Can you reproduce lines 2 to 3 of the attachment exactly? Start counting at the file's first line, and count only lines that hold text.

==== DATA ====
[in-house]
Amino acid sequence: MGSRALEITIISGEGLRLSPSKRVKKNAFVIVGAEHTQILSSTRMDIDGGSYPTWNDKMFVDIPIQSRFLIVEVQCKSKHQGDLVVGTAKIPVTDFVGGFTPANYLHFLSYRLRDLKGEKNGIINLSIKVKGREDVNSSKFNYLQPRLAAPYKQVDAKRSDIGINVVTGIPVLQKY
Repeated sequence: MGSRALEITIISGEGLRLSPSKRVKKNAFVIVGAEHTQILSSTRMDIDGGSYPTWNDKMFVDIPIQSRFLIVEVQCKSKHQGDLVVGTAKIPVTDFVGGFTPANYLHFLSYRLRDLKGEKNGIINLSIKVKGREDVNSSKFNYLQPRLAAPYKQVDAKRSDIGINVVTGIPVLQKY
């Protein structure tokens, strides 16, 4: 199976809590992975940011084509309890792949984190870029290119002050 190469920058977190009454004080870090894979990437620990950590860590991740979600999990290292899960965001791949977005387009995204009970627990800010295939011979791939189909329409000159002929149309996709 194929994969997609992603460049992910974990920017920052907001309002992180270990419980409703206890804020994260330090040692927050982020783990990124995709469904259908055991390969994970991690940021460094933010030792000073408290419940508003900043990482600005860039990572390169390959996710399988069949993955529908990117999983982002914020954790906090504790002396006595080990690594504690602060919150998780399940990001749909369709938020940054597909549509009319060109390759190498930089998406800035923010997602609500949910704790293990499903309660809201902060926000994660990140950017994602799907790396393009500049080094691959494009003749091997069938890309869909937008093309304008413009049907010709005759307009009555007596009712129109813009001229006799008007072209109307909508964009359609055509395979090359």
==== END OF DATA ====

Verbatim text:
Amino acid sequence: MGSRALEITIISGEGLRLSPSKRVKKNAFVIVGAEHTQILSSTRMDIDGGSYPTWNDKMFVDIPIQSRFLIVEVQCKSKHQGDLVVGTAKIPVTDFVGGFTPANYLHFLSYRLRDLKGEKNGIINLSIKVKGREDVNSSKFNYLQPRLAAPYKQVDAKRSDIGINVVTGIPVLQKY
Repeated sequence: MGSRALEITIISGEGLRLSPSKRVKKNAFVIVGAEHTQILSSTRMDIDGGSYPTWNDKMFVDIPIQSRFLIVEVQCKSKHQGDLVVGTAKIPVTDFVGGFTPANYLHFLSYRLRDLKGEKNGIINLSIKVKGREDVNSSKFNYLQPRLAAPYKQVDAKRSDIGINVVTGIPVLQKY